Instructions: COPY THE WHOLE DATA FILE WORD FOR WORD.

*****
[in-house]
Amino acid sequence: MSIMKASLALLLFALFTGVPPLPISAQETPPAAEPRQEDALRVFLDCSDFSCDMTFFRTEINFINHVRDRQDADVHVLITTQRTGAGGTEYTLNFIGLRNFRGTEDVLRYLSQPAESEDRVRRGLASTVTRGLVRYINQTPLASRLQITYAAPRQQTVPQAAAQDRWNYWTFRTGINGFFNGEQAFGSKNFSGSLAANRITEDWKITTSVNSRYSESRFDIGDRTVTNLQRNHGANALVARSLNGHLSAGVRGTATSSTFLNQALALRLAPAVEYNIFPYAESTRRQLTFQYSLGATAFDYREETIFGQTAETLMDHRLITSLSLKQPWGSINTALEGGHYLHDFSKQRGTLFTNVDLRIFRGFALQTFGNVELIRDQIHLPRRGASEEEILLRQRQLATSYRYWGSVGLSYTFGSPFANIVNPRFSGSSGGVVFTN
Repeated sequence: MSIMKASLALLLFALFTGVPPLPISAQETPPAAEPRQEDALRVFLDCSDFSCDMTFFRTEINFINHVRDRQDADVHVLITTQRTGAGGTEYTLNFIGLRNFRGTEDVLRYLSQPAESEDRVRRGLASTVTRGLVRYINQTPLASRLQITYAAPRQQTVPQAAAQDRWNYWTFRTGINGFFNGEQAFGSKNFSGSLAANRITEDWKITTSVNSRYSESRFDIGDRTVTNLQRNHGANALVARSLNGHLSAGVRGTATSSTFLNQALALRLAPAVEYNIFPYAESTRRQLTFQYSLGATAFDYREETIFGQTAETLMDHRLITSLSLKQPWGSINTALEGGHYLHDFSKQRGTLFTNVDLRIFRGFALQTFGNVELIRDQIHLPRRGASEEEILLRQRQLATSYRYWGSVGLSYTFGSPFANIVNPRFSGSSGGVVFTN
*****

[in-house]
Amino acid sequence: MSIMKASLALLLFALFTGVPPLPISAQETPPAAEPRQEDALRVFLDCSDFSCDMTFFRTEINFINHVRDRQDADVHVLITTQRTGAGGTEYTLNFIGLRNFRGTEDVLRYLSQPAESEDRVRRGLASTVTRGLVRYINQTPLASRLQITYAAPRQQTVPQAAAQDRWNYWTFRTGINGFFNGEQAFGSKNFSGSLAANRITEDWKITTSVNSRYSESRFDIGDRTVTNLQRNHGANALVARSLNGHLSAGVRGTATSSTFLNQALALRLAPAVEYNIFPYAESTRRQLTFQYSLGATAFDYREETIFGQTAETLMDHRLITSLSLKQPWGSINTALEGGHYLHDFSKQRGTLFTNVDLRIFRGFALQTFGNVELIRDQIHLPRRGASEEEILLRQRQLATSYRYWGSVGLSYTFGSPFANIVNPRFSGSSGGVVFTN
Repeated sequence: MSIMKASLALLLFALFTGVPPLPISAQETPPAAEPRQEDALRVFLDCSDFSCDMTFFRTEINFINHVRDRQDADVHVLITTQRTGAGGTEYTLNFIGLRNFRGTEDVLRYLSQPAESEDRVRRGLASTVTRGLVRYINQTPLASRLQITYAAPRQQTVPQAAAQDRWNYWTFRTGINGFFNGEQAFGSKNFSGSLAANRITEDWKITTSVNSRYSESRFDIGDRTVTNLQRNHGANALVARSLNGHLSAGVRGTATSSTFLNQALALRLAPAVEYNIFPYAESTRRQLTFQYSLGATAFDYREETIFGQTAETLMDHRLITSLSLKQPWGSINTALEGGHYLHDFSKQRGTLFTNVDLRIFRGFALQTFGNVELIRDQIHLPRRGASEEEILLRQRQLATSYRYWGSVGLSYTFGSPFANIVNPRFSGSSGGVVFTN